Striving to improve Non-invasive pressure measurement


A Specialised Imaging KIRANA ultra-high-speed video camera has proved invaluable to a team at the University of Ljubljana working to measure pressures across shockwaves in fluids with a possible real world outcome to improve procedures using lasers such as eye surgery.

A Specialised Imaging KIRANA ultra-high-speed video camera has proved invaluable to a team at the University of Ljubljana working to measure pressures across shockwaves in fluids with a possible real world outcome to improve procedures using lasers such as eye surgery.

In theory the shock waves from a laser generated bubble imploding at the targeted location in a fluid could be harnessed to improve outcomes and reduce the invasive nature inherent with traditional surgical procedures. Despite the length scales being a few hundred microns, the shockwaves involved are relatively strong so the magnitude of such a pressure wave and its impact on the surrounding tissue needs to be better understood.

Pressures in fluids can be measured directly using a fibre-optic probe hydrophone (FOPH) but this can affect the experimental volume. Alternatively, if the velocity of the shockwave can be measured, the pressure across the shock can be calculated for a particular fluid. To measure fluid movement a non-invasive imaging technique called frame straddling PiV (Particle Image Velocimetry) could be used to measure shock wave movement, but the velocity measurement sampling rate is half that of the camera frame rate. Instead, the team used a shadowgraph set up to capture multiple exposures (using multiple illumination laser pulses) within each camera image exposure duration enabling measurement of the velocity at the camera frame rate.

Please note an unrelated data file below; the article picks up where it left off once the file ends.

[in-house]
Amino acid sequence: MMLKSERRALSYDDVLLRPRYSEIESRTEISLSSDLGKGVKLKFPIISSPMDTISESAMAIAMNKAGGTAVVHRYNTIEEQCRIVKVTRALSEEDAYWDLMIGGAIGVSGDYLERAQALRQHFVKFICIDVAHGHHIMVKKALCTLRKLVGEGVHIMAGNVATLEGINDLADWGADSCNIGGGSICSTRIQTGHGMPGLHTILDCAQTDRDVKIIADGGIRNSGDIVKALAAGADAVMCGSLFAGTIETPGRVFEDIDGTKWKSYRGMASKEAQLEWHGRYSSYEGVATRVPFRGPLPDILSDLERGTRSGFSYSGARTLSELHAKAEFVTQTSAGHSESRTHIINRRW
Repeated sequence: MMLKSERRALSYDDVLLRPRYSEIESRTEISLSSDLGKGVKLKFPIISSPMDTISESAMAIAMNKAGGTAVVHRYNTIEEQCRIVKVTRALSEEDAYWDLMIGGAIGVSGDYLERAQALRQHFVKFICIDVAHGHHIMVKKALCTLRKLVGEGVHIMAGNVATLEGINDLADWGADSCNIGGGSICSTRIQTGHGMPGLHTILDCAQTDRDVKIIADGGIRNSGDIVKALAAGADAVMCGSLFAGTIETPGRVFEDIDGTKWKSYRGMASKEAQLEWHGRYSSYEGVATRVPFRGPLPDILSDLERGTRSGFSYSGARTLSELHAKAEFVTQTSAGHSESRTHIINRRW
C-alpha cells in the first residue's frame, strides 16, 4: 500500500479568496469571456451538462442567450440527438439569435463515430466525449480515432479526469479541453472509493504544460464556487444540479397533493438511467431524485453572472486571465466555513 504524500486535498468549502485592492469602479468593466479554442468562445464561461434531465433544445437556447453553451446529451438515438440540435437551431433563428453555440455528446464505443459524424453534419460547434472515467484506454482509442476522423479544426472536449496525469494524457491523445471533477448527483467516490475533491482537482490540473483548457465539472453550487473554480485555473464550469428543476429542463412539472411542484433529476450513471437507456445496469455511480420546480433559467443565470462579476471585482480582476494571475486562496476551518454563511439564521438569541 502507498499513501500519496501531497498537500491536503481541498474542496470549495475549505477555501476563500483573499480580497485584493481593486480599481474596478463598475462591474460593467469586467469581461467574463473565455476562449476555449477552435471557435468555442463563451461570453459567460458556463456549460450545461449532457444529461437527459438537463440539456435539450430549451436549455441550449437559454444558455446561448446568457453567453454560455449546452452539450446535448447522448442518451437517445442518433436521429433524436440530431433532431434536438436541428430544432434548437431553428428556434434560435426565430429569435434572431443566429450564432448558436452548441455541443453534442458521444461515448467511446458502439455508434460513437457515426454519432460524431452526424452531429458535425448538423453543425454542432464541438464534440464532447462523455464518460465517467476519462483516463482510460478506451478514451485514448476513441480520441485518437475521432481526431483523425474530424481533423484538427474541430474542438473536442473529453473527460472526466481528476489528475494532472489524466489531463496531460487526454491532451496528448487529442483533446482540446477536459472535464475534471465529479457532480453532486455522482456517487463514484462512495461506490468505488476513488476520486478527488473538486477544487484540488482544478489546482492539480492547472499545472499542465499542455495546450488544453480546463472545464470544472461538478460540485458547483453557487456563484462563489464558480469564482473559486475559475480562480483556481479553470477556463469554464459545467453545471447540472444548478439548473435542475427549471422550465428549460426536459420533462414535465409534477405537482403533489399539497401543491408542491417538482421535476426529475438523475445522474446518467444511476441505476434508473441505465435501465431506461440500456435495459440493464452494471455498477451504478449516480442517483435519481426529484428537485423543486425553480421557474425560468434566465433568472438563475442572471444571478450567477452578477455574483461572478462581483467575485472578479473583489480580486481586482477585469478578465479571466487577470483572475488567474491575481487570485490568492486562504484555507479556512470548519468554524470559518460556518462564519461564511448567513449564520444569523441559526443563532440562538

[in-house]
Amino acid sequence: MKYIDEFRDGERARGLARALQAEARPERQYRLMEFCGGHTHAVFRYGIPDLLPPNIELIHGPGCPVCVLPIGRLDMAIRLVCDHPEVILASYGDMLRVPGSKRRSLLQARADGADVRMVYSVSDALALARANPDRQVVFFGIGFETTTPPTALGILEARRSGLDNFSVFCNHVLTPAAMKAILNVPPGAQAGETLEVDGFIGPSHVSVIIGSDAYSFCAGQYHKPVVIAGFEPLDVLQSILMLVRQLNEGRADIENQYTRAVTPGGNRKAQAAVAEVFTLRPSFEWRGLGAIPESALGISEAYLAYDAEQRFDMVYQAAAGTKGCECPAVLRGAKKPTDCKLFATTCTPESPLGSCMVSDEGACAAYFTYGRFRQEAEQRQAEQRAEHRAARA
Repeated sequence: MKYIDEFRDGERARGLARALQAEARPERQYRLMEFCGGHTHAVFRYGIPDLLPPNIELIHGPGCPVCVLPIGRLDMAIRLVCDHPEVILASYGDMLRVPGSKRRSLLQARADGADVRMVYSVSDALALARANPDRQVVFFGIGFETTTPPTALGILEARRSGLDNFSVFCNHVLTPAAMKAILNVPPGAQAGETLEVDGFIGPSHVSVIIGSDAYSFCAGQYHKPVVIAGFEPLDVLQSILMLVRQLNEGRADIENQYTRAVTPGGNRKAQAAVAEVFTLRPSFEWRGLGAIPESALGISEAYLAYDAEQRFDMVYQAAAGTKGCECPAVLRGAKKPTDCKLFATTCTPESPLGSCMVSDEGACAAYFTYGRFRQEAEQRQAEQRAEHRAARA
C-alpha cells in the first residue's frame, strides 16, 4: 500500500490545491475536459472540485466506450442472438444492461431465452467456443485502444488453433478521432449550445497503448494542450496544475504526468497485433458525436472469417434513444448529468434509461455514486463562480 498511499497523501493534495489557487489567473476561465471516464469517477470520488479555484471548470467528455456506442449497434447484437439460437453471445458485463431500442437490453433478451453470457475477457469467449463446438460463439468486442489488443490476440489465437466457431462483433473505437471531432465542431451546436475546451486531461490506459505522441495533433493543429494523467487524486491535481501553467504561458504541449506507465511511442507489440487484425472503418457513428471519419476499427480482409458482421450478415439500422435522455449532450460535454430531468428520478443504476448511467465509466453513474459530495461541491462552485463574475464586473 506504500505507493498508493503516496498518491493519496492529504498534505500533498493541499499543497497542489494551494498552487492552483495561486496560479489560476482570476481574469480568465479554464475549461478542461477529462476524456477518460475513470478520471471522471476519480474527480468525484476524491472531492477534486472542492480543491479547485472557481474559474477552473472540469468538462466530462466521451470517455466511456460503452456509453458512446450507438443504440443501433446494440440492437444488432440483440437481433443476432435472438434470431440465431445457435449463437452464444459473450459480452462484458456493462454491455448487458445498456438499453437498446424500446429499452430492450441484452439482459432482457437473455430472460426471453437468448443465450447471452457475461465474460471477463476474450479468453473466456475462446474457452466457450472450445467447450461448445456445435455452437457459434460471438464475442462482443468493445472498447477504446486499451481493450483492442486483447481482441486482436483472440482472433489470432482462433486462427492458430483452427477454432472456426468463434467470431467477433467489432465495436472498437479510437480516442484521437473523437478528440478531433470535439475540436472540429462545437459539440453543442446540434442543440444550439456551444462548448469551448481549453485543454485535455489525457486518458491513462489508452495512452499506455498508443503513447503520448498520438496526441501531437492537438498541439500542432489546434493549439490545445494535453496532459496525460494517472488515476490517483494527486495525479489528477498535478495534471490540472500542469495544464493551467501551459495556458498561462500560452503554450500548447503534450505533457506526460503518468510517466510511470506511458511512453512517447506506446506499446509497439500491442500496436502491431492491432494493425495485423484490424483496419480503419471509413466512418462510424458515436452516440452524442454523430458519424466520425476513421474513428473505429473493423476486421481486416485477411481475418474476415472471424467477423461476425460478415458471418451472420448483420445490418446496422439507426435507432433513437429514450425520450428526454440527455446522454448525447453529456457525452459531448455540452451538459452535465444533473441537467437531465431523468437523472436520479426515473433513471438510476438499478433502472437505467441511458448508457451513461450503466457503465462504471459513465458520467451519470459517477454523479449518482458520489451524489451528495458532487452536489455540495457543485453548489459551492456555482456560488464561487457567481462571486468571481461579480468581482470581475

By using two key elements – a highly accurate and adjustable illumination laser capable of generating picosecond accurate pulses at a frequencies up to 200MHz and the KIRANA ultra high-speed camera, the team was able to calculate shock generated overpressures at Megahertz sampling rates which is significantly faster than previously achieved.

Shock wave propagation following a single laser-induced breakdown (LIB) event is shown on these eight consecutive images from the KIRANA camera recording at 5 MHz. The propagating shockwave is illuminated by the laser 4 times in each image. From this known illumination laser pulse spacing the shockwave velocity can be calculated for each image. The 200ns interframe time allows the velocity profile and increase in pressure across the shockwave to be calculated. The fibre-optic probe hydrophone (FOPH) is visible in the images, providing verification of shock pressure and time of flight measurements at its tip position. Scale bars equal to 500μm.

These small but important steps towards real world aims often require specialist experimental techniques using unique equipment such as the 200MHz illumination laser developed by Ljubljana University and the Kirana Ultra high-speed camera from Specialised Imaging.

Read Multi-frame multi-exposure shock wave imaging and pressure measurements:

https://opg.optica.org/oe/fulltext.cfm?uri=oe-30-2...

Read the SI Application note:

http://www.specialised-imaging.com/application/files/2316/6560/6262/SI_RA_PetkovsekR_2022OE_Multi-frame_shockwave.pdf